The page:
That original article can be found here;
Normally, when there's only limited human travel (as there would've been in earlier times) this spectrum remains pretty steady and boring. As people tend to settle down and have children with people near to where they themselves are on this spectrum. However, once long distance travel begins, particularly sea travel, then you start getting people who look very different from each other intermarrying. Resulting in more chaotic, random colouring of the offspring. Hence red hair, freckles and hazel eyes.
To illustrate things a little better I'll split the world into regions;
(click to enlarge)
More often than not, due to limitations of travel, someone from Region A would only have offspring with someone from Region A or Region B. Meaning the offspring would be blond, light-skinned and blue-eyed, or perhaps ever so slightly darker than that (i.e. slightly further down the scale). The same with all the other regions, who only interact with the regions next door to themselves.
However, once you have Region A people meeting Region E people then all hell breaks loose, and strange variations pop up due to the sheer range of genes the offspring may inherit. Now sure, 9 out of 10 offspring may look something like Region C people, but 1 in 10 may have the luminosity of blond hair, but mixed with a darker tone not normally seen in standard blondes (red hair). Or eyes that are some strange mixture of bright blue and dark brown (hazel eyes). And so on and so forth.
Anyway, with that little description out the way I'll move on to the few things I wanted to add to the original article.
The Russia and Ireland Trade Route Melting Pots
(A red hair map, showing its
approximate frequency across Europe)
The above map shows the classic and familiar distribution of redheads across Europe. With the highest proportion generally appearing in Ireland and Scotland. There's also that little red dot in Russia, which has always been something of a fascination to me and others interested in this topic.
This theory that red hair is the product of diverse peoples mixing fits this map quite nicely.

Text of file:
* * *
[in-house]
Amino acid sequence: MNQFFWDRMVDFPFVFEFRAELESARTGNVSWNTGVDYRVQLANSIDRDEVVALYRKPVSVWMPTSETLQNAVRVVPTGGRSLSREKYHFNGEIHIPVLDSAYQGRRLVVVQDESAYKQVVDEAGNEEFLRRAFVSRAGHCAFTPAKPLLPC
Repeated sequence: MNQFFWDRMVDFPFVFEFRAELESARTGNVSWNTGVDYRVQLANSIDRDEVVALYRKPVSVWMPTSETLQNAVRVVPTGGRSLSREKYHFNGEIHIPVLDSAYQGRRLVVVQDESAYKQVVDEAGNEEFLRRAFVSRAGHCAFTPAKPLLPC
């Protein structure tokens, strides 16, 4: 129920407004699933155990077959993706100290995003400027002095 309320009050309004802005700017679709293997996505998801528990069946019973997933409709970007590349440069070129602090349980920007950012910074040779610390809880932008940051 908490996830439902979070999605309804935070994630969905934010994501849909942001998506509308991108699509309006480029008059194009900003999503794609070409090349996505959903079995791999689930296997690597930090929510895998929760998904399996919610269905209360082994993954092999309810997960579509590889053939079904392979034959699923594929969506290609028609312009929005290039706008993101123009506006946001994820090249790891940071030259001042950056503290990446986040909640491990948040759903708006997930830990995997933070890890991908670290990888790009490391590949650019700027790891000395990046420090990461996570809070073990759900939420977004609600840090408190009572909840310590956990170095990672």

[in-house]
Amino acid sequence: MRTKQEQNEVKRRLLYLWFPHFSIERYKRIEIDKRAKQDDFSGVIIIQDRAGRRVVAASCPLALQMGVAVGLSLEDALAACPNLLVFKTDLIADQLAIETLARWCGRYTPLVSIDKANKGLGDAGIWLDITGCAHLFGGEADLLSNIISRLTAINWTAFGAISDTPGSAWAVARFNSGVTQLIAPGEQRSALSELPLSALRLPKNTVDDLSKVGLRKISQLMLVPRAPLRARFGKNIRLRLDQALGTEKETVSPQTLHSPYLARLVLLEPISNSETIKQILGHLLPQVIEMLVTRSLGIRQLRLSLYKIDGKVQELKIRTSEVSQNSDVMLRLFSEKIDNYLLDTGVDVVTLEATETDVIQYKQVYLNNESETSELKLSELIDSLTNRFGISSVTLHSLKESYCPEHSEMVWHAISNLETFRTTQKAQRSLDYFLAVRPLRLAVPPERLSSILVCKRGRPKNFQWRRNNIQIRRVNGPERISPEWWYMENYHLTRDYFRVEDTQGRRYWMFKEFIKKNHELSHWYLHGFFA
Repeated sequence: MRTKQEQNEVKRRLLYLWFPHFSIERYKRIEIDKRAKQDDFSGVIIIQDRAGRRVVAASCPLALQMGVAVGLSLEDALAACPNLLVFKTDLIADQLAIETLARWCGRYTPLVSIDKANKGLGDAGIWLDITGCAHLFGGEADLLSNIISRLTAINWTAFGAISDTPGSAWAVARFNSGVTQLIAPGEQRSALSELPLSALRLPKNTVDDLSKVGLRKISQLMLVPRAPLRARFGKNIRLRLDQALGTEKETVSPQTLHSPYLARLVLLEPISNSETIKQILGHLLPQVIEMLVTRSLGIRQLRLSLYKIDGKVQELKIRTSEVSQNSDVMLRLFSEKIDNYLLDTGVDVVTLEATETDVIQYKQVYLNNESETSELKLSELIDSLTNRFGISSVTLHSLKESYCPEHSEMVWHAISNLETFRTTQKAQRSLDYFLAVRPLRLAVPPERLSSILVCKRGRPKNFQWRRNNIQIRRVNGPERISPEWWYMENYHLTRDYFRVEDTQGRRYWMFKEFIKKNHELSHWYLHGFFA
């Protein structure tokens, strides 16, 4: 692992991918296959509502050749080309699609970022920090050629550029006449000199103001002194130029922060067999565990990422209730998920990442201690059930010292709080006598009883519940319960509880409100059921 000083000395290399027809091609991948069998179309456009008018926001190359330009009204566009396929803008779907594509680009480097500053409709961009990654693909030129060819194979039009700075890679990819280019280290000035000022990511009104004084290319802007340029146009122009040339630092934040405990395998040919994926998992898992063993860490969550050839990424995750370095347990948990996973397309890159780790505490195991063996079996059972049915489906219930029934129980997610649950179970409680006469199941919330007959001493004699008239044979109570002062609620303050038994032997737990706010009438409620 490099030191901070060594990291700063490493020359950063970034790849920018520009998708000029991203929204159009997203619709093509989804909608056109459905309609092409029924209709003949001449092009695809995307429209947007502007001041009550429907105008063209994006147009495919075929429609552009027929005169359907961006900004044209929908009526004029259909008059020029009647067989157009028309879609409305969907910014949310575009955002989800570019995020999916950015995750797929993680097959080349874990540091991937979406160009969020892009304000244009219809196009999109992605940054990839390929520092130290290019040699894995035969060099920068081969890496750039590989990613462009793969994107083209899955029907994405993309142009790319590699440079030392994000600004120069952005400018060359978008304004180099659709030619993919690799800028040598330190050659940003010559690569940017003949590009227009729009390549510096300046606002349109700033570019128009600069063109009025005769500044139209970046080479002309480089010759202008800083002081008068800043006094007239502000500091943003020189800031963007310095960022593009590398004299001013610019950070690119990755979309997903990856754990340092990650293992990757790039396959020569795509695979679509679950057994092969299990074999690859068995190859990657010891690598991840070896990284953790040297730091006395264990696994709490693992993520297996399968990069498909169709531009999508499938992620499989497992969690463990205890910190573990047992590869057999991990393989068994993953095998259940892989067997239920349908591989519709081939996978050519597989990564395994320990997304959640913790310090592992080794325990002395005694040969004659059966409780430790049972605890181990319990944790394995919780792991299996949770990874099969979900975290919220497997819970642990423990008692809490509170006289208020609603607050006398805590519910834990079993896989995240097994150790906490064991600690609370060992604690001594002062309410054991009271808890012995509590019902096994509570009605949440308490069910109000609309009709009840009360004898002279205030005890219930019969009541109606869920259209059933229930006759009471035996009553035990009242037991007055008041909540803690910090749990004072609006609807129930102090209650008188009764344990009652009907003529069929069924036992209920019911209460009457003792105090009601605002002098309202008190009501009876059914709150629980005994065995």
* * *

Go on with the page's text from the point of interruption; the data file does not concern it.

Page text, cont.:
Ireland and Scotland are perfectly positioned on the western coast of Europe, between the Mediterranean and Scandinavia. Meaning that thanks to sea travel up and down the Atlantic coast Irish and Scots may have a greater proportion of ancestors from these very different regions. A very large melting pot so to speak.
Likewise with Russia. Where trade routes would've stretched between the Middle East and Scandinavia via both land and inland sea routes. Namely around the Caspian and Black Seas.
So you could speculate that these little melting pots of trade and travel produced heightened numbers of redheads.
The Pale Skin Illusion
Another thing I want to mention in this article is the supposed unique paleness of redheads. The general opinion is that red-haired people are much more pale than other white people. Even more so than blonds. In fact, the skin is often described as translucent by observers.
However, I would proffer that redheads are no more pale than other white people and that this perceived extra paleness is simply an illusion. Created by the contrast of the red hair and freckles against the whiteness of the skin. For example, my freckly skin tans. However, the tanned skin still looks very white sat next to the much darker brown freckles. So it's like an optical effect.
I would speculate that in general redheads are no more pale than the average blond person.
Something which increases my confidence in this statement is a discussion I had with my friend. I brought up this little theory and he was adamantly against it.
"No, red-haired people are much paler, it's obvious! You can tell just from looking!"The phrase "ginger skin" was even used, which in turn then led to a discussion about red-haired celebrities. The question being could you still tell that a person was ginger if they dyed their hair blond and you'd only ever known them as that colour. Sneakily I threw a few people into the conversation that were famous for being redheads, but that were in actual fact non-redheads - Tori Amos, Christina Hendricks, Florence Welch, to name a few. (Finally all that knowledge I'd acquired about red hair had a use).
Anyway, he was insistent that all these people, including the unbeknownst to him non-redheads, were so "ginger looking" that even with hair of another colour their overwhelming gingerness would shine forth. So he was quite disbelieving when I pointed out that some weren't even redheads to begin with.
Of course, this is just anecdotal evidence, but it does lend weight to the notion that the skin tone of red-haired people isn't especially different, and that any reasonably pale person can "look" ginger with the addition of red hair or freckles.
A final thing I'd like to mention - and again, this is total speculation here ..but interesting speculation nonetheless - is the perceived association between red hair and sexual licentiousness. This is largely no doubt a product of the vividness of the red colouring - as with sexually alluring red lips for example. However, could this historic and seemingly ingrained association also be a product of the observation that red hair is a product of race mixing?
Something that would be seen as taboo in otherwise homogeneous tribal groups.
If red hair popped up in melting pot societies then this visible otherness could be perceived as an indicator of mixing with outsiders. So perhaps it would've been viewed as evidence that people had had sex beyond their immediate tribal groupings. Viewed through this lens of racial homogeneity it would be seen as an impurity, which of course is how freckles and red hair are often viewed today.
And I'll leave it there for now :)